Thursday, January 23, 2014

Kamut, Egg, Goat Cheese and Yellow Pepper Breakfast Skillet

Kamut, Egg, Goat Cheese and Veggie Breakfast Skillet 

Whole Grain Mornings.  That's the title of a new cookbook I don't yet have, but whose very title has my head spinning with ideas.  Megan Gordon's new cookbook will be arriving at my front door soon, thanks to Amazon, but I already have to thank her for inspiring me to make one of the best breakfasts I've had in a long time.

A week or so ago, while prowling the aisles of my local Punnitse ja Säästä shop (it's a bulk foods store for those of you who don't understand Finnish or live nowhere near here - the name means "weigh and save), I came across a bin of Kamut. A relatively unknown grain, Kamut is believed to be the grain of the Pharaohs, with legend proclaiming grains found in their tombs in Egypt - a great story, even if unproven.  Though its actual origin and history are not known, it is believed to have been cultivated in small quantities in the Near East, North Africa and Central Asia.  It had not been grown for commercial wheat until, the story goes, an American airman sent a few grains across the ocean to America to his family in 1949.  Eventually two farmers from Montana, Mack and Bob Quinn, decided to begin growing the grain.  Originally called Khorasan, the Quinns registered the grain under the name Kamut(r) after the Egyptian word for "wheat or wheaten bread" (source: Wikipedia)

So what's the big deal about Kamut?  Besides the fact that I love the idea of cooking with an ancient grain, I also like that Kamut seems to have far fewer allergens than common wheat, with tests showing that two-thirds of people with wheat allergy have no allergy to kamut.  Like all wheat, it contains gluten, but many gluten-sensitive people can eat it without side effects.  (Source: Healing with Whole Foods by Paul Pitchford) In addition, it is rich in unsaturated fats and proteins, slightly larger than the modern wheat kernel, and has a pleasant, chewy flavor that holds up well next to heavy meats and vegetables, in soups, or, well, as a pleasing base for your breakfast.  I had it first with Teriyaki Chicken and Steamed Broccoli and it was fantastic.

I don't know yet if Whole Grain Mornings has any recipes for kamut, but here's one I'd like to share with you.  This recipe is for one, because I was the only one home for breakfast by the time I dreamed this up.  If you are feeding more people, get a bigger skillet and multiply the quantities accordingly.   Could be served up for any meal of the day - but I especially liked it for breakfast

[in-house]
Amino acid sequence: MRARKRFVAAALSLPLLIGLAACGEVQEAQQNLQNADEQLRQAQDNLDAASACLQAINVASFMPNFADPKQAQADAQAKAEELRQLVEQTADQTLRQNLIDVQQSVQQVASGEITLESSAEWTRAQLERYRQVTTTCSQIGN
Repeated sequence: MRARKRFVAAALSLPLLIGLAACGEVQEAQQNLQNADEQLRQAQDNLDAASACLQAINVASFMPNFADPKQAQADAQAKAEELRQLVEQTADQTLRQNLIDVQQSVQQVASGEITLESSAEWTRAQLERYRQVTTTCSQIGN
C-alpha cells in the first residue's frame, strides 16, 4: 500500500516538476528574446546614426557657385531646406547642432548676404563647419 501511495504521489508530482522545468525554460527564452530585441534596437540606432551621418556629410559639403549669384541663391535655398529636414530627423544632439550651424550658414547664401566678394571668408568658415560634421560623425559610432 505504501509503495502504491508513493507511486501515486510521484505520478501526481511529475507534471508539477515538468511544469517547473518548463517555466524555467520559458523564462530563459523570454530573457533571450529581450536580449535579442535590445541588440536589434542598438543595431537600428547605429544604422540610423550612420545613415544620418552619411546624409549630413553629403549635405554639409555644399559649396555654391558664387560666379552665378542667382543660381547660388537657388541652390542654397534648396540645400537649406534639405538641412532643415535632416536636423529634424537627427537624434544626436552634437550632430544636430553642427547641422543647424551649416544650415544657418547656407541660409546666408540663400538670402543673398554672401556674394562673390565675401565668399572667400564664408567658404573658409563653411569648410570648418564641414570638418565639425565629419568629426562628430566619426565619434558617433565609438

Most health food stores and many larger grocery stores now carry kamut.  Here in Finland, Punnitse ja Säästä carries a big bulk bin of it.  You can also order it online.  If you can't find it, substitute regular wheat kernels, farro or brown rice instead.

Kamut, as with many whole grains, takes a while to cook. I recommend pre-soaking it: I soaked it for about 8 hours (overnight) and then cooked it for 30 minutes.  More specific instructions can be found here from Bob's Red Mill, a great source for whole grains.

Thank you Megan, for the inspiration.  I look forward to cooking through the book.

Kamut, Egg, Goat Cheese and Veggie Breakfast Skillet

Kamut, Egg, Goat Cheese and Veggie Breakfast Skillet

small knob of butter, approx 1 teaspoon
1/3 cup / 3/4 dl cooked kamut (can substitute other whole grains if you can't find kamut)
1 small shallot, diced small
1/4 yellow pepper, sliced in half and then into thin strips
1 organic egg
1 tablespoon soft goat cheese
1/4 cup alfalfa sprouts
4 basil leaves, julienned
salt and pepper to taste

Melt the butter in a small frying pan over medium heat.  Add the shallots and cook until slightly softened, about 2 minutes.  Add the kamut and stir until the grains are fully heated, about 1 minute.  Add the yellow pepper and stir to lightly cook it, one more minute.  With your spatula, spread the mixture toward the outer edges of the pan to create a hole in the center.  Put a small piece of butter there, and crack an egg on top.  Allow the egg to cook for 1 minute, then pour in 3 tablespoons of water and cover the pan with a lid to steam-cook the egg.  Allow it to steam for 2 minutes.  Remove the lid and distribute the goat cheese in small dollops around the kamut mixture in the pan.  Cover with a lid and cook for one more minute.  Turn off the heat, arrange the sprouts over one side of the mixture, sprinkle on the basil, add salt and pepper to taste, and enjoy!

Serves 1.  Multiply quantities to suit the crowd.



  1. This looks wonderful and how timely; I've just purchased kamut for the first time!

    1. Jacqueline, I'd love to hear what you think of kamut. I only recently discovered it myself, and really enjoyed the chewy sweetness of the grain. I'd like to try them cooked and then chopped smaller as an addition to a whole wheat sourdough bread - I think the chewiness would be lovely against the softness of the bread crumb. I have my starter prepping now so we'll see how it turns out.